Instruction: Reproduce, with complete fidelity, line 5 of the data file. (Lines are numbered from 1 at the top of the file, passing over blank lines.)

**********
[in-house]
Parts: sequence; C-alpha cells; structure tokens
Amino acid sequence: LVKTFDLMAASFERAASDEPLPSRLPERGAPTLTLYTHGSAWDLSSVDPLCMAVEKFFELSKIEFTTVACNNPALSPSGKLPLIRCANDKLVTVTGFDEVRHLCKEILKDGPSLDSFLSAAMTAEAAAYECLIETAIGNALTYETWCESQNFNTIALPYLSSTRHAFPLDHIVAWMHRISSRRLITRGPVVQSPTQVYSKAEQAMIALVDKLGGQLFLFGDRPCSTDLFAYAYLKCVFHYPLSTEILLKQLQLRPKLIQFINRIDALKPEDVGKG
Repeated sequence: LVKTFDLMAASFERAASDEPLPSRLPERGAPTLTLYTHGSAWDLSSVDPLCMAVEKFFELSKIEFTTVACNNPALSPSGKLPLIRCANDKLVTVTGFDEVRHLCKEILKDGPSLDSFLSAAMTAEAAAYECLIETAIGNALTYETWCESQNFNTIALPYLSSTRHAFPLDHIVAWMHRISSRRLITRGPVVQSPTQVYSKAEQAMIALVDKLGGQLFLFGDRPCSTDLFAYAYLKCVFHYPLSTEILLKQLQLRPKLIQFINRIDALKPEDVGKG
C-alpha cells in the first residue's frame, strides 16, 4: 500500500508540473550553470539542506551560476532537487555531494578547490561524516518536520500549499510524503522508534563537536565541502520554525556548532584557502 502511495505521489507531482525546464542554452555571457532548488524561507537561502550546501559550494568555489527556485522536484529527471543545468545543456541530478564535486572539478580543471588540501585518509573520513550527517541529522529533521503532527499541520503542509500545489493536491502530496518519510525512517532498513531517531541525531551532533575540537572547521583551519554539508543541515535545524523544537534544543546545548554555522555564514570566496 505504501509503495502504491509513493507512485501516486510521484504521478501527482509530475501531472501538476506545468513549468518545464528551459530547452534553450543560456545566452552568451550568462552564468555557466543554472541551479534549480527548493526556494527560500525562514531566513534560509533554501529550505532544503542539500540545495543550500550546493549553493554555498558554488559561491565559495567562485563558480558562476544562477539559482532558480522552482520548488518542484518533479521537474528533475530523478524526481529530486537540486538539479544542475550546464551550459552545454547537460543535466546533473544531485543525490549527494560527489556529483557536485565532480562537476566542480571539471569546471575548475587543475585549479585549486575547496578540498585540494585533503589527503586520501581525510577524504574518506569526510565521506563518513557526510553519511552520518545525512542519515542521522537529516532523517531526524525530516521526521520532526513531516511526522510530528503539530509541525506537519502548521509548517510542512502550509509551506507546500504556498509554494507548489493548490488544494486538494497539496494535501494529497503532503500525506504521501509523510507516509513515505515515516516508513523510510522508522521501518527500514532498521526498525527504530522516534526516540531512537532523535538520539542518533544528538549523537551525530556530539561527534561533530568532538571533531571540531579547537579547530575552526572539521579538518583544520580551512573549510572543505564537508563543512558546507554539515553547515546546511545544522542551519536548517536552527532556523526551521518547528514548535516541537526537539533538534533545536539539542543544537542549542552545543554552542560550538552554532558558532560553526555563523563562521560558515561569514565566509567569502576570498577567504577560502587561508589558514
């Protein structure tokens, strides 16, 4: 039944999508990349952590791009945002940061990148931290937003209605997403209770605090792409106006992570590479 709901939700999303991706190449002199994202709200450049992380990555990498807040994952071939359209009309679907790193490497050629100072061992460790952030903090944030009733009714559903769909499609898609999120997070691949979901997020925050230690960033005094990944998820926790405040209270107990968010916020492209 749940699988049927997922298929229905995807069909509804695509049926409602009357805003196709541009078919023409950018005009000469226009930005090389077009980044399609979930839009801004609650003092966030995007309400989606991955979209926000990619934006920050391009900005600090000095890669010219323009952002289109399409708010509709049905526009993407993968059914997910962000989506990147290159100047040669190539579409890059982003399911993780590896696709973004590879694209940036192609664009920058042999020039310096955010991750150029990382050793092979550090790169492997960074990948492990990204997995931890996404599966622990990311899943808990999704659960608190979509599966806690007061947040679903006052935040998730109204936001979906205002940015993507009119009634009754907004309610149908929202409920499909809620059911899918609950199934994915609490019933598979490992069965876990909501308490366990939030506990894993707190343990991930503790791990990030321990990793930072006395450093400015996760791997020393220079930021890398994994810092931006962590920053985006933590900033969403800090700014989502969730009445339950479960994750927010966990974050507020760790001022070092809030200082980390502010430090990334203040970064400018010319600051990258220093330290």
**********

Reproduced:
C-alpha cells in the first residue's frame, strides 16, 4: 500500500508540473550553470539542506551560476532537487555531494578547490561524516518536520500549499510524503522508534563537536565541502520554525556548532584557502 502511495505521489507531482525546464542554452555571457532548488524561507537561502550546501559550494568555489527556485522536484529527471543545468545543456541530478564535486572539478580543471588540501585518509573520513550527517541529522529533521503532527499541520503542509500545489493536491502530496518519510525512517532498513531517531541525531551532533575540537572547521583551519554539508543541515535545524523544537534544543546545548554555522555564514570566496 505504501509503495502504491509513493507512485501516486510521484504521478501527482509530475501531472501538476506545468513549468518545464528551459530547452534553450543560456545566452552568451550568462552564468555557466543554472541551479534549480527548493526556494527560500525562514531566513534560509533554501529550505532544503542539500540545495543550500550546493549553493554555498558554488559561491565559495567562485563558480558562476544562477539559482532558480522552482520548488518542484518533479521537474528533475530523478524526481529530486537540486538539479544542475550546464551550459552545454547537460543535466546533473544531485543525490549527494560527489556529483557536485565532480562537476566542480571539471569546471575548475587543475585549479585549486575547496578540498585540494585533503589527503586520501581525510577524504574518506569526510565521506563518513557526510553519511552520518545525512542519515542521522537529516532523517531526524525530516521526521520532526513531516511526522510530528503539530509541525506537519502548521509548517510542512502550509509551506507546500504556498509554494507548489493548490488544494486538494497539496494535501494529497503532503500525506504521501509523510507516509513515505515515516516508513523510510522508522521501518527500514532498521526498525527504530522516534526516540531512537532523535538520539542518533544528538549523537551525530556530539561527534561533530568532538571533531571540531579547537579547530575552526572539521579538518583544520580551512573549510572543505564537508563543512558546507554539515553547515546546511545544522542551519536548517536552527532556523526551521518547528514548535516541537526537539533538534533545536539539542543544537542549542552545543554552542560550538552554532558558532560553526555563523563562521560558515561569514565566509567569502576570498577567504577560502587561508589558514